February 27, 2008
February 20, 2008
You can go to that site and find red light cameras and speed traps in your area, all over the USA. They are submitted by the general public. I find this to be VERY helpful b/c I do have a lead foot and I "piggyback" on cars that are going thru yellow/red lights (in the places where I know it takes time for the next light to change & I know I won't get hit or hit anyone). What can I say, I learned to drive in Massachusetts, and MA drivers are notorious for their speed and weaving from lane to lane.
Personally, I'm really, really sick of being watched by cameras everywhere I go. We need to change the Pledge of Allegance to read, "One Nation, Under Surveillance...". Or as the Boomtown Rats would sing, "There's someone lookin' at you.....they're always lookin' at you...."
Washington has no state income tax, so they fill the state coffers with an 8.8% sales tax, very high property taxes and aggressive traffic patrols. There are red light cameras all over the place now that take a picture of your license plate if you run a red, then you get a $121 ticket in the mail with a lovely photo of you breaking the law. My boss got me out of a speeding ticket a couple of summers ago, but I have to be a good girl and I usually am on long trips. But when I drive locally, I get in a wicked twist with the inordinately long and mis-timed lights, slowpokes, cell phone yakkers, make-up appliers, mini-vans, Volvos, Subarus, VWs and ALL semi/tractor trailer trucks. But don't get me started on my "I-hate-18-wheelers-and- they-should-be-banned-from-the-roads-between-6 am-and-8 pm" rant.
BTW, my "not flipping people off" goal lasted all of about 4 days....I just cannot help it when someone does something stoopid, or decides to pace the car next to it and not let anyone get around them. I get apoplectic and start running my mouth. My language would make a longshoreman blush. Although I have made up some interesting dirty & swear word combos that are at least amusing.
I used to have a radar detector when I lived in MA and commuted to Boston every day, and that bad boy more than paid for itself within the first month, as I cruised by the hidden State Troopers along Rte. 3, doing about 57 mph...not too slow to look guilty of anything, but not fast enough for them to justify pulling me over either. Radar detectors are illegal in Connecticut and I did get a speeding ticket in June, 1989 on the way home from my grandmother's funeral in New York. I never paid it b/c we were moving to California, but the worst part was my parents passed me and saw that I'd been pulled over. I even told the officer, "It's not the ticket that bothers me, I knew I was busted, but see that car that just went by? Those were my parents!" The cop actually felt bad about it. And yes, I sure did hear about it from my mom when I got back to the Cape too: "I knew you were speeding. You shouldn't have been speeding. See what happens when you speed? You got caught. By the cops and us." To this day she's paranoid that my license will be revoked b/c I blew off paying the ticket.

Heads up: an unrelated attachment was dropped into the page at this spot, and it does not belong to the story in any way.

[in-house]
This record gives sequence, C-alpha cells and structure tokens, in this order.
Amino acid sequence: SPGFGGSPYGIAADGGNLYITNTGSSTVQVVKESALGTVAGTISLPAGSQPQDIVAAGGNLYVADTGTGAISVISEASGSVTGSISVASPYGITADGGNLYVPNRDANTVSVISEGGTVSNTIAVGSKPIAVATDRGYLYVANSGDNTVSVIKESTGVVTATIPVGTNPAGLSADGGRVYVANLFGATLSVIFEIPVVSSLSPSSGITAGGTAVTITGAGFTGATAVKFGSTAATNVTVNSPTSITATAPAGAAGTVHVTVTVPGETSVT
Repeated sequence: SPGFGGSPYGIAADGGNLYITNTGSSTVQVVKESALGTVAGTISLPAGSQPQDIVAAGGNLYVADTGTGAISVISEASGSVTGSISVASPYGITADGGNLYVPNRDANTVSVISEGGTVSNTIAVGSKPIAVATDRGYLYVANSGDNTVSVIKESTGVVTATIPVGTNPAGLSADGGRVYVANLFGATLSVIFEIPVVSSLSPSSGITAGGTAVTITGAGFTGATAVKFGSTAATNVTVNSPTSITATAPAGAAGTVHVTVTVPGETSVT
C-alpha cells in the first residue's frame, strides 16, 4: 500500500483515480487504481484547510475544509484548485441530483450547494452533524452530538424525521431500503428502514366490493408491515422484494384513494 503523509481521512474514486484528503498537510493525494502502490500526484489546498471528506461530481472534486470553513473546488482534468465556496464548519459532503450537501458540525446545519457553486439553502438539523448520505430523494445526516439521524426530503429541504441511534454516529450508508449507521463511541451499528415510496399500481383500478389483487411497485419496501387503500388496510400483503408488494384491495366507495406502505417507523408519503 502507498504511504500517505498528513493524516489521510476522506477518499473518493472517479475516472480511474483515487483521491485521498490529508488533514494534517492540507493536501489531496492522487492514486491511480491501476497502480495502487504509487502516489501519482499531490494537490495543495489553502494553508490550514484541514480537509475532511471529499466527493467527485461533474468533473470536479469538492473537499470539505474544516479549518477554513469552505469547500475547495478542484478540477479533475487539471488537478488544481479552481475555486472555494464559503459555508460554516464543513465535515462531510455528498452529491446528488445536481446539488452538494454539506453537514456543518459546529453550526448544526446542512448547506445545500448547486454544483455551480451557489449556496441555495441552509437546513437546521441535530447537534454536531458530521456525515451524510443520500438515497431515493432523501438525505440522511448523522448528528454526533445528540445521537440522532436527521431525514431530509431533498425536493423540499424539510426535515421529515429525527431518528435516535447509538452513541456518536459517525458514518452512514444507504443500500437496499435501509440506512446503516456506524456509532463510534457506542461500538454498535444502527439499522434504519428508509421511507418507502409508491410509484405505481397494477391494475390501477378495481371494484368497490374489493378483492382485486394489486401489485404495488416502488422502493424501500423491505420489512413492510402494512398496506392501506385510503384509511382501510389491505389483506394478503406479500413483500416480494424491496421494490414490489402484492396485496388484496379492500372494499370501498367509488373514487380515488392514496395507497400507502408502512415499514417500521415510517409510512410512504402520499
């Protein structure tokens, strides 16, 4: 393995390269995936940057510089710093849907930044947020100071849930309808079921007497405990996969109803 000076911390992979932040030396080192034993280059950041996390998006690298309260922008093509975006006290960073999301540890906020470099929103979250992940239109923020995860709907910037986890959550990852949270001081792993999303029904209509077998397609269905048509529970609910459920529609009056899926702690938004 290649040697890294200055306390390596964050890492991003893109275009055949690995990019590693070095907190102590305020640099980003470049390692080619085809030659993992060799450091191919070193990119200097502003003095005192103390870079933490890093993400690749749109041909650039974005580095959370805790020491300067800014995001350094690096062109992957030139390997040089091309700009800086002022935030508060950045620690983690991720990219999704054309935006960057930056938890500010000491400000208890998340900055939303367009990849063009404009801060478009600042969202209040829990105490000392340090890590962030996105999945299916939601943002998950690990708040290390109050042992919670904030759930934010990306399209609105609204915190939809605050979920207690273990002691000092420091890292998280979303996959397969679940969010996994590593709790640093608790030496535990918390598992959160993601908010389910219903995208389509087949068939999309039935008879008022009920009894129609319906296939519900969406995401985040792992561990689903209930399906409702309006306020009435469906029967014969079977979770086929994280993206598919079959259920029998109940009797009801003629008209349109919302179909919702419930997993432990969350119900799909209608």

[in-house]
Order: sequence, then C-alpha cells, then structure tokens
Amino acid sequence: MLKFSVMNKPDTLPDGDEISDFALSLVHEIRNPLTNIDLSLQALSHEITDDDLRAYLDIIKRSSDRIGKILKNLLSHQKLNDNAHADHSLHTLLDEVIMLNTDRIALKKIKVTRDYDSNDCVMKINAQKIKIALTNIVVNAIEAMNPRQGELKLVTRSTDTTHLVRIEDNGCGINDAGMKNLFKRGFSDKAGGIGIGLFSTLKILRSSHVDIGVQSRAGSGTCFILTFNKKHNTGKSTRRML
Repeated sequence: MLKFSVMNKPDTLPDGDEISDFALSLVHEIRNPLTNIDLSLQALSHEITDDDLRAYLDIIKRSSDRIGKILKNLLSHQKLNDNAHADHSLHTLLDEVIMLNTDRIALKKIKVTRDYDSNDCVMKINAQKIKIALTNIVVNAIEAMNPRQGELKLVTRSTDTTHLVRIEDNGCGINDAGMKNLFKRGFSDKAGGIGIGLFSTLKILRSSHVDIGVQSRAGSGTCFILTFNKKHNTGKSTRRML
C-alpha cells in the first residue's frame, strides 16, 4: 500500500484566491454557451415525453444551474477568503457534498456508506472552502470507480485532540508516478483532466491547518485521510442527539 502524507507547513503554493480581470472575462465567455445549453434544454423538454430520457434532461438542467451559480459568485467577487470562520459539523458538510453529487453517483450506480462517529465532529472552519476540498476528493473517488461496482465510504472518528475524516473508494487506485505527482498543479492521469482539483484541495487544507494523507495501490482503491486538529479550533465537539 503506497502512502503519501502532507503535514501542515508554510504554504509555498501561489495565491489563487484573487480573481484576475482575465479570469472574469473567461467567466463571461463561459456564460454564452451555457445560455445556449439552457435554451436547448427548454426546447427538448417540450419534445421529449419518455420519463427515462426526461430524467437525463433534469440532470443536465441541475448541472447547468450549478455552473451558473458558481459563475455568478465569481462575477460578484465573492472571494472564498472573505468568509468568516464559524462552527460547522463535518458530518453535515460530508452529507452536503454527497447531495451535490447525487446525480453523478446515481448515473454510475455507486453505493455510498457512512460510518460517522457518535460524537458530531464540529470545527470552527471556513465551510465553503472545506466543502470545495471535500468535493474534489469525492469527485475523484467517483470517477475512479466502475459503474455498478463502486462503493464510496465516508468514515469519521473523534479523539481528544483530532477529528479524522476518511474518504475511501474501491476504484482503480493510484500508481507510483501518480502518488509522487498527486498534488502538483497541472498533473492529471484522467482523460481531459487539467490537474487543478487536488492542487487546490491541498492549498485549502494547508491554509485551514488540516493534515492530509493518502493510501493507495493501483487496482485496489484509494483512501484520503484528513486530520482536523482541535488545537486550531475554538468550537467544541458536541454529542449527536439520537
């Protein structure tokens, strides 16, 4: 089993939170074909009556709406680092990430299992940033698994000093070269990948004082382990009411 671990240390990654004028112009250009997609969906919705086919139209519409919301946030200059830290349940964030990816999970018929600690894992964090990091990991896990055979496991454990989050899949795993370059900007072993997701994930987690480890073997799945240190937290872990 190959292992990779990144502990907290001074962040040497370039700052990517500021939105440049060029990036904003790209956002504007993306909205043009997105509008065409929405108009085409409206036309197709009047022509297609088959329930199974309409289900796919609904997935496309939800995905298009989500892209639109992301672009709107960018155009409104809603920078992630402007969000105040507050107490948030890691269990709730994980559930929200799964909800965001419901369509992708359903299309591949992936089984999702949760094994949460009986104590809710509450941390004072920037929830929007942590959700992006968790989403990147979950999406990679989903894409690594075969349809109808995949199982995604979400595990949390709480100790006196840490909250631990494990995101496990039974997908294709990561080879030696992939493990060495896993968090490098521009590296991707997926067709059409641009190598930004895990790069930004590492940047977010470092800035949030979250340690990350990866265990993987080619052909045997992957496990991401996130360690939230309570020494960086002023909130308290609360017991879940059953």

So I hope you find http://www.njection.com/ helpful for your travels too.
February 16, 2008
We canceled the trip to Long Beach for this weekend b/c Brian was unable to get away and he has a business trip to Oregon next week that he's not looking forward to. For some reason, they always send him down there on a Thursday so that he's stuck coming thru Portland, Olympia and Tacoma in Friday rush hour traffic. It's just as well. I was really upset at first, but now, being sick, the last place I need to be is on a cold, windy beach.
When Brian got home on Thursday night, he was feeling a bit ganged-up on because he works w/ all women and they gave him a really hard time about the fact that we don't observe Valentines Day. His boss gave him the "stink eye" when she overheard him tell one of the women that he didn't get me anything, nor did I get anything for him. They kept saying to him that a "woman doesn't really mean that she doesn't want anything for V-Day" and he "should have at least gotten me a card". I mean, it was so bad that he actually asked me if I could shoot one of the women an email to assure them of our arrangement!!